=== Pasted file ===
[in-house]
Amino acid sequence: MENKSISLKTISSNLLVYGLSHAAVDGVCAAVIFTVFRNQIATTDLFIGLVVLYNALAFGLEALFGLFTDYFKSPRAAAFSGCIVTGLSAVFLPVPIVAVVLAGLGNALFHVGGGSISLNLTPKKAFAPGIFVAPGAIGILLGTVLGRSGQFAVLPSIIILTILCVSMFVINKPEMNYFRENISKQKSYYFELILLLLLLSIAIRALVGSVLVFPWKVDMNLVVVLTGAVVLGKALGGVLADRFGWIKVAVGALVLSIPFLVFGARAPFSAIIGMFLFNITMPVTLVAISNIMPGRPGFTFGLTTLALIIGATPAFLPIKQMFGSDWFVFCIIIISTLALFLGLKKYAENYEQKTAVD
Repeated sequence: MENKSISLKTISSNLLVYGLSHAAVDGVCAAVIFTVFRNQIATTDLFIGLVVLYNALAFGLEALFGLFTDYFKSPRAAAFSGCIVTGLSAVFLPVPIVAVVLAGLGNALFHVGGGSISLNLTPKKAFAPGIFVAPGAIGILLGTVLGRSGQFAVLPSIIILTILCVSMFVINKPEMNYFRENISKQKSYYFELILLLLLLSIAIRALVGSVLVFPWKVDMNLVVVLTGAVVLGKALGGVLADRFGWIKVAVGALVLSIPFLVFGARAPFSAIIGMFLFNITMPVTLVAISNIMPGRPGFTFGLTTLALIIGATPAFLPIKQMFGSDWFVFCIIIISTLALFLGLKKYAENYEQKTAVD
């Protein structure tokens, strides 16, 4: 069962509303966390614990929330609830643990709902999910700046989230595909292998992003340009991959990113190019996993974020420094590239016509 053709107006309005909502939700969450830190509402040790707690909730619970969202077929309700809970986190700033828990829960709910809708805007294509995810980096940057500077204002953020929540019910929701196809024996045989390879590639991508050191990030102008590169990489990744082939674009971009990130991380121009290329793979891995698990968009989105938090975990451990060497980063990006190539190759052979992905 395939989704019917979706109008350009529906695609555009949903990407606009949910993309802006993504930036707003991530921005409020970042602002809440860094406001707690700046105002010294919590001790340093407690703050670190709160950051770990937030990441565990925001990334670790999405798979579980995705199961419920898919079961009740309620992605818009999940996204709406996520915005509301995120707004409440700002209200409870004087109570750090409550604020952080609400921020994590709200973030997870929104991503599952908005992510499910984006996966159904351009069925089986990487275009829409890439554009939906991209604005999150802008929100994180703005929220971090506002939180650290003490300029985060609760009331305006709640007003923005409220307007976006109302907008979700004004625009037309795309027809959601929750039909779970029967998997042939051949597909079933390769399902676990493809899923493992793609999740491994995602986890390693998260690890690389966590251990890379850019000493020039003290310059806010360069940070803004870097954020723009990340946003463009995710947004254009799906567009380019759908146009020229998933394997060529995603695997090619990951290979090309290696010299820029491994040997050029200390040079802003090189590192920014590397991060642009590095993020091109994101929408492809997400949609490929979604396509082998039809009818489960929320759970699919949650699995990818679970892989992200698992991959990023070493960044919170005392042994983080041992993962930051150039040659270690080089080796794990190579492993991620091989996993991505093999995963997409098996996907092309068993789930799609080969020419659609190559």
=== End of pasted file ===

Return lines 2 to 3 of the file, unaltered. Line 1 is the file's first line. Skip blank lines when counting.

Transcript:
Amino acid sequence: MENKSISLKTISSNLLVYGLSHAAVDGVCAAVIFTVFRNQIATTDLFIGLVVLYNALAFGLEALFGLFTDYFKSPRAAAFSGCIVTGLSAVFLPVPIVAVVLAGLGNALFHVGGGSISLNLTPKKAFAPGIFVAPGAIGILLGTVLGRSGQFAVLPSIIILTILCVSMFVINKPEMNYFRENISKQKSYYFELILLLLLLSIAIRALVGSVLVFPWKVDMNLVVVLTGAVVLGKALGGVLADRFGWIKVAVGALVLSIPFLVFGARAPFSAIIGMFLFNITMPVTLVAISNIMPGRPGFTFGLTTLALIIGATPAFLPIKQMFGSDWFVFCIIIISTLALFLGLKKYAENYEQKTAVD
Repeated sequence: MENKSISLKTISSNLLVYGLSHAAVDGVCAAVIFTVFRNQIATTDLFIGLVVLYNALAFGLEALFGLFTDYFKSPRAAAFSGCIVTGLSAVFLPVPIVAVVLAGLGNALFHVGGGSISLNLTPKKAFAPGIFVAPGAIGILLGTVLGRSGQFAVLPSIIILTILCVSMFVINKPEMNYFRENISKQKSYYFELILLLLLLSIAIRALVGSVLVFPWKVDMNLVVVLTGAVVLGKALGGVLADRFGWIKVAVGALVLSIPFLVFGARAPFSAIIGMFLFNITMPVTLVAISNIMPGRPGFTFGLTTLALIIGATPAFLPIKQMFGSDWFVFCIIIISTLALFLGLKKYAENYEQKTAVD